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Evans maintains innocence

first_img The 27-year-old reacted angrily during Manchester United’s 1-0 win at St James’ Park earlier this month with television replays appearing to show him spitting at the Magpies striker. Evans denied the charge but the Football Association decided his actions warranted a six-match ban. Cisse was banned for seven games after a clearer spit in the aftermath of the clash between the two players, with the extra game due to an earlier suspension for violent conduct. However, Evans still does not accept his part in the incident and says his family would have been “disgusted” with him if the allegations were true. “I did not have the intent to spit at an opponent, so when the FA charged me with that I could never accept it,” Evans told The Times. “To spit at anyone is one of the most disgusting things you can do; it’s low and cheap. I would never think to spit at someone. You just look like an idiot. “So I can totally understand there is an image around that, and in the British game and our society it’s not something that is accepted, and rightly so. “But I was able to go home and look my mum and dad in the eye because if I’d genuinely spat at someone I think they would have been disgusted in me. “It’s not the background I come from in Northern Ireland. My mum and dad would have given me a rollicking if I had done that.” Evans admitted that he is a ‘habitual’ spitter and has been pulled up on it by his wife Helen several times. He is now working to cut it out of his game and believes it could be a nervous habit. Evans added: “In training this week I turned to spit and thought, ‘No, I can’t spit’ and tried to stop myself. So that’s something I’m trying to work on.” Evans has still to serve part of his ban and will miss the Premier League games against Liverpool, Aston Villa, Manchester City and Chelsea. Press Associationcenter_img Manchester United defender Jonny Evans maintains he did not wilfully spit at Newcastle striker Papiss Cisse.last_img read more

Final defendant convicted in 2014 death of USC student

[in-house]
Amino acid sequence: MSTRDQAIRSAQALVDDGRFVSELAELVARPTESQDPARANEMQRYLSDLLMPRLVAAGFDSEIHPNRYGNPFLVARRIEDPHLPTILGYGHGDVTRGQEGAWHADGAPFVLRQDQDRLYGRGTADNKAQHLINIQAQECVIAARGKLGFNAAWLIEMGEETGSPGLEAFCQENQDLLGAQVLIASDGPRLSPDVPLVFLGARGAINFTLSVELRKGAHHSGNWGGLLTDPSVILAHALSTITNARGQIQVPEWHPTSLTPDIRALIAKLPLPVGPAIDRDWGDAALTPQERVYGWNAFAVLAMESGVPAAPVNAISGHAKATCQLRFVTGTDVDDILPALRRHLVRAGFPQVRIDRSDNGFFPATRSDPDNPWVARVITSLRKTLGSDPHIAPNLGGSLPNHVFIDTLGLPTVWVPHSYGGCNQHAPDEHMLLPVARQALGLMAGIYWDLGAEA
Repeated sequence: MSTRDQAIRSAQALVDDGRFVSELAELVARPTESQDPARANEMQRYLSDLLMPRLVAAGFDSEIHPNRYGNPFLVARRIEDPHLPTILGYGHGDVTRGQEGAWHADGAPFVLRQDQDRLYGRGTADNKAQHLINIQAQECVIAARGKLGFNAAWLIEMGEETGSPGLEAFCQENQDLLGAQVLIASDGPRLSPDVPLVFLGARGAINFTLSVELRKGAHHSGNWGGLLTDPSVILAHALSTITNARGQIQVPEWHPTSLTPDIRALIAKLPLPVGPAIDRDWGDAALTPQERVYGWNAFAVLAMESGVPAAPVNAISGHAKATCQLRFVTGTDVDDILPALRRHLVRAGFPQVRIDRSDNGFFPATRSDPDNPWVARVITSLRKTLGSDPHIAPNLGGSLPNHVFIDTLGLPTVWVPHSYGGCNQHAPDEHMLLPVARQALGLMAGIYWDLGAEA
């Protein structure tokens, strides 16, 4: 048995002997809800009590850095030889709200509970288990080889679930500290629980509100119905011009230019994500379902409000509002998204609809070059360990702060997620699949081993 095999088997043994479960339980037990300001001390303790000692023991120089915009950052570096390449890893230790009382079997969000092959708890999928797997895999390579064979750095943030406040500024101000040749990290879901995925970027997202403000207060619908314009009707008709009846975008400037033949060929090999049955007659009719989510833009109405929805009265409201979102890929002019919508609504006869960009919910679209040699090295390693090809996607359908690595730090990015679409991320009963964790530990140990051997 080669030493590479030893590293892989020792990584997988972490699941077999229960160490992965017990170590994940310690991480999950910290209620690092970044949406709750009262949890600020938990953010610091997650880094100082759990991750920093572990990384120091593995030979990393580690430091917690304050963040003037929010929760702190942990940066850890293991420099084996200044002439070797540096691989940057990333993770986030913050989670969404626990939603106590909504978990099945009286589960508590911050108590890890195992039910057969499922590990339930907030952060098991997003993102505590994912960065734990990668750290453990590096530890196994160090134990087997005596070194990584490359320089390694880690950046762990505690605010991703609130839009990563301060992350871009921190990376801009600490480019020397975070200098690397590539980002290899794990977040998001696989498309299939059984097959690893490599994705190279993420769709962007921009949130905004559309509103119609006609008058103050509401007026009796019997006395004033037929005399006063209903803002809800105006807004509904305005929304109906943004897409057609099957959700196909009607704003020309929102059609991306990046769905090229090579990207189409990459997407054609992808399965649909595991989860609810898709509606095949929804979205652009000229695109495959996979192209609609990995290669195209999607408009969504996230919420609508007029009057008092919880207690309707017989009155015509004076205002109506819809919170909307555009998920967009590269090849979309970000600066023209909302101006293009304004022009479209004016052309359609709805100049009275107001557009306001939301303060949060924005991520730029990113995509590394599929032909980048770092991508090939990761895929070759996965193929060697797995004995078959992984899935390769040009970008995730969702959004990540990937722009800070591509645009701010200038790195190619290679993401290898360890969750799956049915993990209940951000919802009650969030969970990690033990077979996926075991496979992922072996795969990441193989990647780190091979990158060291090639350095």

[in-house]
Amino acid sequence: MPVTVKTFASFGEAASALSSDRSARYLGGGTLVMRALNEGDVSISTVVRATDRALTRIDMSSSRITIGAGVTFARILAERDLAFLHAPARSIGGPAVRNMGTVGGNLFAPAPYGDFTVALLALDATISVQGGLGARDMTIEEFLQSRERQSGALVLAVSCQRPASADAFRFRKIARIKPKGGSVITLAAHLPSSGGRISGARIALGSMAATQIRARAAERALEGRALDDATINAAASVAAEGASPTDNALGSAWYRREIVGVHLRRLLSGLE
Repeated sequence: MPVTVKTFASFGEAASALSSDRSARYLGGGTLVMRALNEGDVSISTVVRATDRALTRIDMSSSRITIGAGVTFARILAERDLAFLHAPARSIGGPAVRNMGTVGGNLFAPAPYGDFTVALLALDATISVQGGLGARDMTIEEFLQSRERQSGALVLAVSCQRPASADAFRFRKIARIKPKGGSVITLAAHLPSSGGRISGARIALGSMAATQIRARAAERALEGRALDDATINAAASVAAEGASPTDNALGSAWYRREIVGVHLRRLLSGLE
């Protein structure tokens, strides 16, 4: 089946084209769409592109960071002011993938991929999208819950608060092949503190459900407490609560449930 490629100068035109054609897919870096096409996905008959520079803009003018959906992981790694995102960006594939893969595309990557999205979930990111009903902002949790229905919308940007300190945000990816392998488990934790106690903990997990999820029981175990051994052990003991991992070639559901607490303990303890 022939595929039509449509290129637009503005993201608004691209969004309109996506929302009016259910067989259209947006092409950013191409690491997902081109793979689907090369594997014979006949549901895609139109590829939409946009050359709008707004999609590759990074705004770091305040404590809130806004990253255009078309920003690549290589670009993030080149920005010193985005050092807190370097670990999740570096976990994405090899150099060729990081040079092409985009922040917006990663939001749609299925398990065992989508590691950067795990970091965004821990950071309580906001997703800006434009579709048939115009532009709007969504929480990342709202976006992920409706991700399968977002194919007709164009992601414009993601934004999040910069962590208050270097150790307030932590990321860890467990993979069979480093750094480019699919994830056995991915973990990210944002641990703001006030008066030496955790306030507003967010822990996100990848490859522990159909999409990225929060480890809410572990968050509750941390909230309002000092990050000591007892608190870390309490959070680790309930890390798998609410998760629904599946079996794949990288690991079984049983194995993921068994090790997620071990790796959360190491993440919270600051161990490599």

first_imgThe last of four defendants was charged with first-degree murder Wednesday for the 2014 death of graduate student Xinran Ji.Alberto Ochoa, 21, will be sentenced in March after being convicted of murder, assault with a deadly weapon, second-degree robbery and attempted second-degree robbery, the Los Angeles County District Attorney’s Office said in a news release. “We certainly feel very rewarded and consoled [with] the fact that the last [defendant] is also being convicted by the jury,” said Rose Tsai, the attorney for Ji’s family. “Xinran’s parents … feel very grateful to the verdict they had learned yesterday.”Ji was attacked with an aluminum bat and wrench during an attempted robbery in July 2014 while walking to his apartment from a study group around 1 a.m., the Daily Trojan previously reported. According to the news release, Ochoa struck Ji with a bat. Ji tried to run, but one of Ochoa’s co-assailants caught up and struck him repeatedly. Ji was found dead in his apartment by his roommate hours later.Christopher Chaney, the attorney representing Ochoa, said he disagrees with the conviction and will file for appeal after sentencing. “I’ve been with Mr. Ochoa since he was 17 years old, and he’s been very sorry about what happened to Mr. Ji,” Chaney said. “It’s been our position that he did not contribute to the actual death of Mr. Ji, but he has recognized that he was a participant.”Ochoa’s co-defendants Alejandra Guerrera and Andrew Garcia were convicted and sentenced for first-degree murder, robbery, attempted robbery and assault with a deadly weapon in October 2016 and August 2017, respectively. They are facing life in prison without parole. Jonathan Del Carmen, who pleaded guilty to second-degree murder last year, was sentenced to 15 years to life in prison. Tsai said Ji’s parents traveled to California in 2017 to attend Garcia’s conviction and thank the community for their support over the years. Since Ji’s death, Tsai said international students have expressed that they think public safety practices and awareness have improved.“The other consolation that Xinran’s parents had felt when they were here last year that was the pay back they received from the community that Xinran’s case has brought more awareness and has brought changes in a positive way to public safety and security for society,” Tsai said. “The last thing they want is for their son to die in vain.”last_img read more